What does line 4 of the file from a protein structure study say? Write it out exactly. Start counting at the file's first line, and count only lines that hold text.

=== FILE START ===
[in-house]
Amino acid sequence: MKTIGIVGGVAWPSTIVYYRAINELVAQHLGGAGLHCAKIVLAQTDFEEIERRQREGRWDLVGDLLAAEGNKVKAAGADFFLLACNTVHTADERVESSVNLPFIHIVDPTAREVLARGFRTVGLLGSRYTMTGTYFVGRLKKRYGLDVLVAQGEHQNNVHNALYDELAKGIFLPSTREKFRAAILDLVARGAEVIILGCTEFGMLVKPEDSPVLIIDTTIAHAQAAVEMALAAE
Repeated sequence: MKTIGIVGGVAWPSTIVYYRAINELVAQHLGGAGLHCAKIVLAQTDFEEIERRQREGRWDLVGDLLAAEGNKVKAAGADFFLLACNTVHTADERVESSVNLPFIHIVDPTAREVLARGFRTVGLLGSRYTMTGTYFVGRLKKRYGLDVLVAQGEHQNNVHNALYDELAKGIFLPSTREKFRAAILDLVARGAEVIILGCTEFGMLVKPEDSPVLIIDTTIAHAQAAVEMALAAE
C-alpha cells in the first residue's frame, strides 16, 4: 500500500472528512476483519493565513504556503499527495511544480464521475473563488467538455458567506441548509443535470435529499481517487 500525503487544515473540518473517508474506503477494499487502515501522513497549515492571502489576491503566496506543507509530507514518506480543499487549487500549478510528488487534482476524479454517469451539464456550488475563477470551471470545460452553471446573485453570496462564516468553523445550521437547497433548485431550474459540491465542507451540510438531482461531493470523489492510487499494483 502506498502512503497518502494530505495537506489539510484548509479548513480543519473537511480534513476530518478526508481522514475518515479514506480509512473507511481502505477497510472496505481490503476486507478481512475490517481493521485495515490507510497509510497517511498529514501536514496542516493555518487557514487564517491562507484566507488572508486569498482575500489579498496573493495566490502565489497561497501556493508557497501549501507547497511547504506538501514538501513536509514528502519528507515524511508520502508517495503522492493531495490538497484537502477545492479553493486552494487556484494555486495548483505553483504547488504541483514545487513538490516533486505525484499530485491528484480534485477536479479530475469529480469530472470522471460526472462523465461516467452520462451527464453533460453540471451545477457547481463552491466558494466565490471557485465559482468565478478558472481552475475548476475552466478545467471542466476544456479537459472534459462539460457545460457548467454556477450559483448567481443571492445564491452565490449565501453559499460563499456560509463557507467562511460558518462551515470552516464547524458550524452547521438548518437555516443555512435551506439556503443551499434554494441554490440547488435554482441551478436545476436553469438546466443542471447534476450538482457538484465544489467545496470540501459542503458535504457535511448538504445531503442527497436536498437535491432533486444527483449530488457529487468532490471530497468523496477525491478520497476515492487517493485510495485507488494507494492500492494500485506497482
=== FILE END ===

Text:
C-alpha cells in the first residue's frame, strides 16, 4: 500500500472528512476483519493565513504556503499527495511544480464521475473563488467538455458567506441548509443535470435529499481517487 500525503487544515473540518473517508474506503477494499487502515501522513497549515492571502489576491503566496506543507509530507514518506480543499487549487500549478510528488487534482476524479454517469451539464456550488475563477470551471470545460452553471446573485453570496462564516468553523445550521437547497433548485431550474459540491465542507451540510438531482461531493470523489492510487499494483 502506498502512503497518502494530505495537506489539510484548509479548513480543519473537511480534513476530518478526508481522514475518515479514506480509512473507511481502505477497510472496505481490503476486507478481512475490517481493521485495515490507510497509510497517511498529514501536514496542516493555518487557514487564517491562507484566507488572508486569498482575500489579498496573493495566490502565489497561497501556493508557497501549501507547497511547504506538501514538501513536509514528502519528507515524511508520502508517495503522492493531495490538497484537502477545492479553493486552494487556484494555486495548483505553483504547488504541483514545487513538490516533486505525484499530485491528484480534485477536479479530475469529480469530472470522471460526472462523465461516467452520462451527464453533460453540471451545477457547481463552491466558494466565490471557485465559482468565478478558472481552475475548476475552466478545467471542466476544456479537459472534459462539460457545460457548467454556477450559483448567481443571492445564491452565490449565501453559499460563499456560509463557507467562511460558518462551515470552516464547524458550524452547521438548518437555516443555512435551506439556503443551499434554494441554490440547488435554482441551478436545476436553469438546466443542471447534476450538482457538484465544489467545496470540501459542503458535504457535511448538504445531503442527497436536498437535491432533486444527483449530488457529487468532490471530497468523496477525491478520497476515492487517493485510495485507488494507494492500492494500485506497482